Submit Press release  eTN Team ·  Advertising  ·  eTN Awards  - Worldtourism Events    

Airline Industry

Lufthansa, BA crews to vote on strikes

Steven Rothwell and Cornelius Rahn  Jan 18, 2010

British Airways Plc’s 13,000 flight attendants will vote on strike action next week after talks on crewing levels broke down. German competitor Deutsche Lufthansa AG is also facing a stoppage in a dispute with 4,500 pilots.

Negotiations with British Airways ended on Jan. 15 and no date has been set for a further meeting, the Unite union, which represents the cabin crew, said today. A vote last month for a strike over Christmas was declared invalid by a U.K. court.

BA and Lufthansa are seeking to slash expenses after the global recession sent traffic tumbling. The German company’s pilots have begun voting on a walkout after failing to secure guarantees prohibiting flight crews at the group’s BMI, Austrian Airlines and Brussels Airlines units from operating services for the main airline and its cargo and low-cost subsidiaries.

“Management sees this as the optimum time to push for a lower cost base,” said Andrew Lobbenberg, an analyst at Royal Bank of Scotland Group Plc with “buy” ratings on the carriers. “But the sides need to come to deals involving tradeoffs between changes in working practice and improved job security. Otherwise you end up in a pact of mutual self destruction.”

The dispute at British Airways concerns the introduction in November of working practices that cut at least one flight attendant on each long-haul service from its London Heathrow hub. Judge Laura Cox ruled that vote void on Dec. 17 because the union included people who had agreed to leave the airline.

Intensive Discussions

“We have been engaged in intensive discussions over the last few days, but unfortunately we have not been able to secure an agreement,” Unite Assistant General Secretary Len McCluskey said today in a statement. “We therefore have to honor our commitment to give our members the voice they were denied by the courts before Christmas, and hold a fresh ballot.”

Passenger traffic at British Airways, Europe’s third- largest airline after Air France-KLM Group and Lufthansa, fell 4 percent last month from a year earlier, the fifth consecutive monthly decline, as the dispute with its cabin crew intensified.

The 12-day walkout planned for Dec. 22 would have disrupted travel for more than 1 million people over the Christmas period.

“We are saddened but not surprised that Unite has called another strike ballot,” BA said today in an e-mailed statement, adding that the decision calls into question the union’s “good faith” in last week’s negotiations.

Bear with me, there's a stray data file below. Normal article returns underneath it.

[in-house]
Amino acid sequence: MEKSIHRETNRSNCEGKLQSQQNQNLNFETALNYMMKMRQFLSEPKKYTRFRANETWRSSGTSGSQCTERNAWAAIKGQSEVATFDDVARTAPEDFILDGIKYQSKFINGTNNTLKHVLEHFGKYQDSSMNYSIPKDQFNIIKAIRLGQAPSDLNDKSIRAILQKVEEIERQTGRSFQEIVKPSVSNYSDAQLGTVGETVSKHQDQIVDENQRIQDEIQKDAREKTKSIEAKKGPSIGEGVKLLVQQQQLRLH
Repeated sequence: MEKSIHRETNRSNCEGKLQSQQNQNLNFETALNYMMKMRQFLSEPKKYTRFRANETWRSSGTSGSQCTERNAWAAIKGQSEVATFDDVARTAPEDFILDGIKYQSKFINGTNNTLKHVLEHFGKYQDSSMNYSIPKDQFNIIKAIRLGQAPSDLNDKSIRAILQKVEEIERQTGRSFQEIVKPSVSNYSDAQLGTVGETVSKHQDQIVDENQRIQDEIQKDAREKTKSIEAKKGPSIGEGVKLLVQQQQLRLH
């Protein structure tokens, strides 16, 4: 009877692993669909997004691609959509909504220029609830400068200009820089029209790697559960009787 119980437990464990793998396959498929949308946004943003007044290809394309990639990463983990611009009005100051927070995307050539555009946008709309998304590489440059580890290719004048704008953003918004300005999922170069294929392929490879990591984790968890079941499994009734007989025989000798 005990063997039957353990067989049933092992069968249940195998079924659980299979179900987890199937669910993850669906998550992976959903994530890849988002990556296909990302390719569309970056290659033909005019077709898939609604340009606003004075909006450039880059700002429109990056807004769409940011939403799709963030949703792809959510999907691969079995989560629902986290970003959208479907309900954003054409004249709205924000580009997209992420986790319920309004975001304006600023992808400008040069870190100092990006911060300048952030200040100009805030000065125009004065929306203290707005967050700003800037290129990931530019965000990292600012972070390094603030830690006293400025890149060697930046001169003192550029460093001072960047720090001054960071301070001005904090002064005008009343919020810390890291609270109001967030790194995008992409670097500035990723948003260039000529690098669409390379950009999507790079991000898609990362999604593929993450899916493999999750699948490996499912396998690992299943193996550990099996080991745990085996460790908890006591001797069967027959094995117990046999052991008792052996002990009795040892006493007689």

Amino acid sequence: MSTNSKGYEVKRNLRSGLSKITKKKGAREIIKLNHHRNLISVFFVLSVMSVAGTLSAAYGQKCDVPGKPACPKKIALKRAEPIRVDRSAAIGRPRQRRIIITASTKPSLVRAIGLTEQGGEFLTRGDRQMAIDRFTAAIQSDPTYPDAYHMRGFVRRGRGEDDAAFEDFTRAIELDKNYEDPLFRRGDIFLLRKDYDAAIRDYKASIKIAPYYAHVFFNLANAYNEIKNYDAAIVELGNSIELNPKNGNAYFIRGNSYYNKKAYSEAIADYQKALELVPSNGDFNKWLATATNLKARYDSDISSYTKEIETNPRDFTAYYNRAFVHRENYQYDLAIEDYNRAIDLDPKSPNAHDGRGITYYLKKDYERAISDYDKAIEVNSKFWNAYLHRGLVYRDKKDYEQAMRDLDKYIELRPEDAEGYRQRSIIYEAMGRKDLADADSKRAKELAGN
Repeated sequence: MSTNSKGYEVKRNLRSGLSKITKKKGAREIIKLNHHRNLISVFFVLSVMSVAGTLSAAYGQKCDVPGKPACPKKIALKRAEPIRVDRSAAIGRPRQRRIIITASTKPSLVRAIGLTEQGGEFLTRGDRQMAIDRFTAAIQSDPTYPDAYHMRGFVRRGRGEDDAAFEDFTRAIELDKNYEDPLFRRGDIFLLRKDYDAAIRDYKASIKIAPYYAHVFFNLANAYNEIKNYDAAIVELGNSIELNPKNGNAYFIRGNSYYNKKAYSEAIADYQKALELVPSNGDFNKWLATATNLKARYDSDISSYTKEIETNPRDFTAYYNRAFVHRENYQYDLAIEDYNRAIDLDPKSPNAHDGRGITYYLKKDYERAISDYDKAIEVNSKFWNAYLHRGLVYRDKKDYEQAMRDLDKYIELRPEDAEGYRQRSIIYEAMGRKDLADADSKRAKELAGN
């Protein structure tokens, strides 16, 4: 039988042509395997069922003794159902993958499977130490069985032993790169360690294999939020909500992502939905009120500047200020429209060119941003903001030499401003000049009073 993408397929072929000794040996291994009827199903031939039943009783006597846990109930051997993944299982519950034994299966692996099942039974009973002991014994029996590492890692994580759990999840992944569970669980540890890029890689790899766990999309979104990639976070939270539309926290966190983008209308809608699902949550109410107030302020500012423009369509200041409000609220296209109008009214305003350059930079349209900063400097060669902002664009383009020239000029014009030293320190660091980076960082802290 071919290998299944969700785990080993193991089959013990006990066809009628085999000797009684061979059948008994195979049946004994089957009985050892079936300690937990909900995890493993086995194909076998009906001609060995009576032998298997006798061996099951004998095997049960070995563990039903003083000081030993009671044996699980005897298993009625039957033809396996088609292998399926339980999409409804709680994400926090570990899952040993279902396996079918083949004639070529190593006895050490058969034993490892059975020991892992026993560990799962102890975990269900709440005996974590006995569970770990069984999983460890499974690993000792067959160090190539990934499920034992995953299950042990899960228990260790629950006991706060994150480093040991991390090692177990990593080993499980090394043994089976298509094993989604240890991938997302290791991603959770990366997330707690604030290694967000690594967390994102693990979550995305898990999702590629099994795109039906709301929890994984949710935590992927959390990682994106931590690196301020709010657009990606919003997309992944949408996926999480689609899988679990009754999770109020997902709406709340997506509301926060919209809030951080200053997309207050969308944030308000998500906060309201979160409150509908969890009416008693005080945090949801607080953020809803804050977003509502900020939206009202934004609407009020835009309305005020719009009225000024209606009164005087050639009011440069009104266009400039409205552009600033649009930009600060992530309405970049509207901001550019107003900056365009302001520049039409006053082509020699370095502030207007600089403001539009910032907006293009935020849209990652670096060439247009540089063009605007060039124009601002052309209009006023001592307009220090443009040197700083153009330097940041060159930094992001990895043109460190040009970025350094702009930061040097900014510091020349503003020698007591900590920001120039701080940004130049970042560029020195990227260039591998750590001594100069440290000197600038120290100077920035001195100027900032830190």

Emergency Planning

British Airways said it remains open to talks at any time without preconditions, though the carrier is developing a contingency plan that includes the leasing of aircraft and crews in the event of a strike, together with a request for all staff to be prepared to work as emergency flight attendants.

The company reported a record 217 million-pound ($355 million) loss for the first half ended Sept. 30, prompting Chief Executive Officer Willie Walsh to deepen efforts to cut costs.

Stoppages at Lufthansa may begin after voting ends on Feb. 17, Vereinigung Cockpit union spokesman Jan Krawitz said today.

The Cologne-based company aims to shave 1 billion euros ($1.4 billion) from costs by the end of next year, including a 20 percent cut in the workforce. It has been negotiating with Vereinigung Cockpit since May, and the union says talks failed last month. Krawitz said pilots may also now reverse their willingness to go without a pay raise.

The strike vote “sends the wrong signal at the wrong time” as the airline industry struggles with traffic declines, Lufthansa said in a statement today. Preparations for a walkout are “incomprehensible” because pilots enjoy excellent working conditions and there are no plans to impose compulsory firings, the company said, adding that it is seeking to resume talks.

Takeover Strategy

The German carrier bought Vienna-based Austrian Airlines AG and Castle Donington, England-based BMI last year. It also gained control of 45 percent of Brussels Airlines in mid-2009 and has plans for a complete takeover by 2011.

Lufthansa shares closed little changed at 12.76 euros in Frankfurt. They have gained 8.6 percent this year, giving a market value of 5.84 billion euros.

British Airways rose 1.1 percent to 194.7 pence in London after earlier advancing 3.8 percent. The stock is up 4.2 percent this year, valuing the company at 2.28 billion pounds.

Chief Financial Officer Keith Williams said Jan. 15 that potential investors were being put off by unresolved concerns.

The planned merger with Spain’s Iberia Lineas Aereas de Espana SA, a pension-fund shortfall and a prolonged application for antitrust immunity for an alliance with AMR Corp.’s American Airlines are among “big issues” confronting would-be shareholders, he said in a staff newspaper

Lufthansa, BA crews to vote on strikes
Image via


Premium Partners